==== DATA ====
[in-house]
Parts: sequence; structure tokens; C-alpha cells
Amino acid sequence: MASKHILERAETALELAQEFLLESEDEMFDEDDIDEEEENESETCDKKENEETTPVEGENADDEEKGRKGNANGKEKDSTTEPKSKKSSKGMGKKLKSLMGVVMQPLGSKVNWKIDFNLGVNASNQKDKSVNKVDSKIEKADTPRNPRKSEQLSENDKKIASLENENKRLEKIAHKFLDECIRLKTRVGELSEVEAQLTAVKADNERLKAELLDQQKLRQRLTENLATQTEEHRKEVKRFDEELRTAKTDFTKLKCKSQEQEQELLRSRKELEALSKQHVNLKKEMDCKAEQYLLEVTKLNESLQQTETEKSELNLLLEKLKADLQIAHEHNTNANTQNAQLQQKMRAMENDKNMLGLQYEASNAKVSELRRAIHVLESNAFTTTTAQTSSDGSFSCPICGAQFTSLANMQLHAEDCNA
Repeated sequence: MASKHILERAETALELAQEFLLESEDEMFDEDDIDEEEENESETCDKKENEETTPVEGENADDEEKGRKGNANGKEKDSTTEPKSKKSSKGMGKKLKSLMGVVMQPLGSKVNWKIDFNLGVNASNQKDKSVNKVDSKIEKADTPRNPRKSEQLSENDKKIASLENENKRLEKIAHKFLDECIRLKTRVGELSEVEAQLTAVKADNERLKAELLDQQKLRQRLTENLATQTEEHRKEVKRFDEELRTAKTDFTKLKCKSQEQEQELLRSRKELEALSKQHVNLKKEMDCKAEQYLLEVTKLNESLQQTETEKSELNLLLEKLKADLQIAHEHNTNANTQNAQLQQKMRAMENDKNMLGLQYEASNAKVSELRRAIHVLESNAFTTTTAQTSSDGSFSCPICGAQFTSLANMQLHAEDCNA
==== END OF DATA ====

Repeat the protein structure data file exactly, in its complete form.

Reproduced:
[in-house]
Parts: sequence; structure tokens; C-alpha cells
Amino acid sequence: MASKHILERAETALELAQEFLLESEDEMFDEDDIDEEEENESETCDKKENEETTPVEGENADDEEKGRKGNANGKEKDSTTEPKSKKSSKGMGKKLKSLMGVVMQPLGSKVNWKIDFNLGVNASNQKDKSVNKVDSKIEKADTPRNPRKSEQLSENDKKIASLENENKRLEKIAHKFLDECIRLKTRVGELSEVEAQLTAVKADNERLKAELLDQQKLRQRLTENLATQTEEHRKEVKRFDEELRTAKTDFTKLKCKSQEQEQELLRSRKELEALSKQHVNLKKEMDCKAEQYLLEVTKLNESLQQTETEKSELNLLLEKLKADLQIAHEHNTNANTQNAQLQQKMRAMENDKNMLGLQYEASNAKVSELRRAIHVLESNAFTTTTAQTSSDGSFSCPICGAQFTSLANMQLHAEDCNA
Repeated sequence: MASKHILERAETALELAQEFLLESEDEMFDEDDIDEEEENESETCDKKENEETTPVEGENADDEEKGRKGNANGKEKDSTTEPKSKKSSKGMGKKLKSLMGVVMQPLGSKVNWKIDFNLGVNASNQKDKSVNKVDSKIEKADTPRNPRKSEQLSENDKKIASLENENKRLEKIAHKFLDECIRLKTRVGELSEVEAQLTAVKADNERLKAELLDQQKLRQRLTENLATQTEEHRKEVKRFDEELRTAKTDFTKLKCKSQEQEQELLRSRKELEALSKQHVNLKKEMDCKAEQYLLEVTKLNESLQQTETEKSELNLLLEKLKADLQIAHEHNTNANTQNAQLQQKMRAMENDKNMLGLQYEASNAKVSELRRAIHVLESNAFTTTTAQTSSDGSFSCPICGAQFTSLANMQLHAEDCNA